Are you friends with the apps on your mobile device?
This may seem like a strange question, but ask yourself this as you read the following article.
I recently attended the 2015 Economist Innovation Forum in Chicago. The event attracted leading innovation thinkers and presentations covered topics ranging from trademark law to best practices for new product launches. Above all, navigating unpredictable market places and technological change appeared to be at the top of everyone’s minds.
These topics are also core areas of interest for Clareo. Robert Wolcott, Ph.D, Partner at Clareo and Professor of Innovation and Entrepreneurship at the Kellogg School of Management, touched on these issues during his presentation at the event:
“One of the critical trends impacting markets for the next generation is the emergence technologies that enable us to bring supply closer and closer to demand. Rideshare services like Uber place transportation at a customer’s fingertips and 3D printers bring physical prototyping to office spaces. The speed of commerce is accelerating and marketplaces are becoming less predictable.”
Building on this concept, I would argue that technology is shaping our viewpoints and giving rise to a full-blown “speed culture:” an environment where technology is shaping our perspectives in ways that cause us to expect expedient results.
The pitfall of expedient technologies is that they often provide fast and easy access at the expense of meaningful human interaction. In the following article, I will reflect on the event, explore how speed and technology compete with the “human” side of business, and explain why balancing the two is of notable importance to management and market strategy.
Looking Inward: Crowd Management
Many attendees were fixated on product development, but we should first ask ourselves how speed culture is reshaping corporate capacity for innovation. I am convinced that speed culture has seeped through the world of product innovation and into the world of management innovation. As an example, a variety of crowdsourcing services for corporate talent have arisen to cater to our new technocratic preferences. Organizations can now use companies like SpareHire and HourlyNerd to tap talent on-demand via digital marketplaces as opposed to relying on in-house staff or offline freelancers. The question is what is the impact of speed culture on innovation capacity?
Ironically, some of the most forward-thinking research into the effect of technology on management was conducted by a tech company. Researchers at IBM explored the effect of open and crowd work platforms on team engagement (1). Their work included:
- The creation of marketplace application for sourcing change management professionals and assigning these individuals to specific initiatives
- An assessment of an existing crowd work system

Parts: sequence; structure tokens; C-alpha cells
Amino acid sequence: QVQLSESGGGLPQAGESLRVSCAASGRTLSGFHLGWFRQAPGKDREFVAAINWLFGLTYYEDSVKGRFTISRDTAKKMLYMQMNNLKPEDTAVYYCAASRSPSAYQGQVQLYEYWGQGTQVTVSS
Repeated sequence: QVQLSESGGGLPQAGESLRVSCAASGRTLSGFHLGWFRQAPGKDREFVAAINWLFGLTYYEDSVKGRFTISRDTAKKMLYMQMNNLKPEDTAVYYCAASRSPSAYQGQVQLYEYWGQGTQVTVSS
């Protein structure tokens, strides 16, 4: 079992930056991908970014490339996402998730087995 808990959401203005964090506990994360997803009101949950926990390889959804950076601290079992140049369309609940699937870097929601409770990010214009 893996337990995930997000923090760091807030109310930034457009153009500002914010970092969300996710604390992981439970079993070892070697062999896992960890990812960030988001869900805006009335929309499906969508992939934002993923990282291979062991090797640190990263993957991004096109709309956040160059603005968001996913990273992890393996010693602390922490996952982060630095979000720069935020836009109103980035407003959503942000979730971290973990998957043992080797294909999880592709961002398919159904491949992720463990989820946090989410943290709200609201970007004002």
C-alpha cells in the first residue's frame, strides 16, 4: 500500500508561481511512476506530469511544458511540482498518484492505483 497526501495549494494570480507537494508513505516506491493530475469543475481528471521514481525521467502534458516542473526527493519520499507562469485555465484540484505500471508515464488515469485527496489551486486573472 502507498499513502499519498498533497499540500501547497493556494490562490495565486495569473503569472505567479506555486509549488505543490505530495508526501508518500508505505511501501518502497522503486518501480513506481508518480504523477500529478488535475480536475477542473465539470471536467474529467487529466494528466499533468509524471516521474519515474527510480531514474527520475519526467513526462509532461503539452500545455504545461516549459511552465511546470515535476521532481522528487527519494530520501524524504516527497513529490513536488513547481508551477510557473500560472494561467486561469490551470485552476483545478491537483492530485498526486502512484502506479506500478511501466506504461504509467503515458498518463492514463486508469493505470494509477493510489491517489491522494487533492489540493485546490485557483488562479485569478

- Running a crowdfunding model within a lab where employees could individually allocate budget towards projects deemed beneficial
The findings of the study yielded a variety of thought provoking results. Although crowd-based models enhanced employees’ sense of independence and corporate democracy, they also had the potential to create insider-outsider relationships and degrade the value of work-based social ties. For example, some workers displayed a lack of commitment in a crowdwork setting because both managers and staff could “dump” one another at any time. In other instances, crowdfunded projects became the bases for employees’ assessments of similarities or differences between themselves and others. This heightened sense of awareness sometimes led to fissures between individuals or groups that would have otherwise remained submerged. In the words of a chemist reflecting on projects proposed by computer science analytics staff, “They don’t get what I do, I don’t get what they do.” (2)
The interconnections between productivity, quality and social ties have also been studied elsewhere. A study from researchers at Oxford and Harvard focused on over 1,000 projects and over 11,000 employees at a Bangalore-based software company named WinPro (3). “Familiarity” was defined and examined by counting the number of times team members had worked together over the previous three years and scaling the results based on the number of people on the team. Findings revealed that when familiarity increased by 50% product defects decreased by 19% and deviation from budget decreased by 30%. What is perhaps most impressive is that team familiarity was a better predictor of performance than individual project manager experience.
Organizations should pause and evaluate the relationship between speed culture and team building. Technological practices such as “crowd management” often provide flexibility and efficiency, but this needs to be balanced with appropriate team engagement. Without sustainable interaction, teams may run the risk of decreased output quality, project ownership, and overall innovation capacity.
Looking Outward: Social Relationships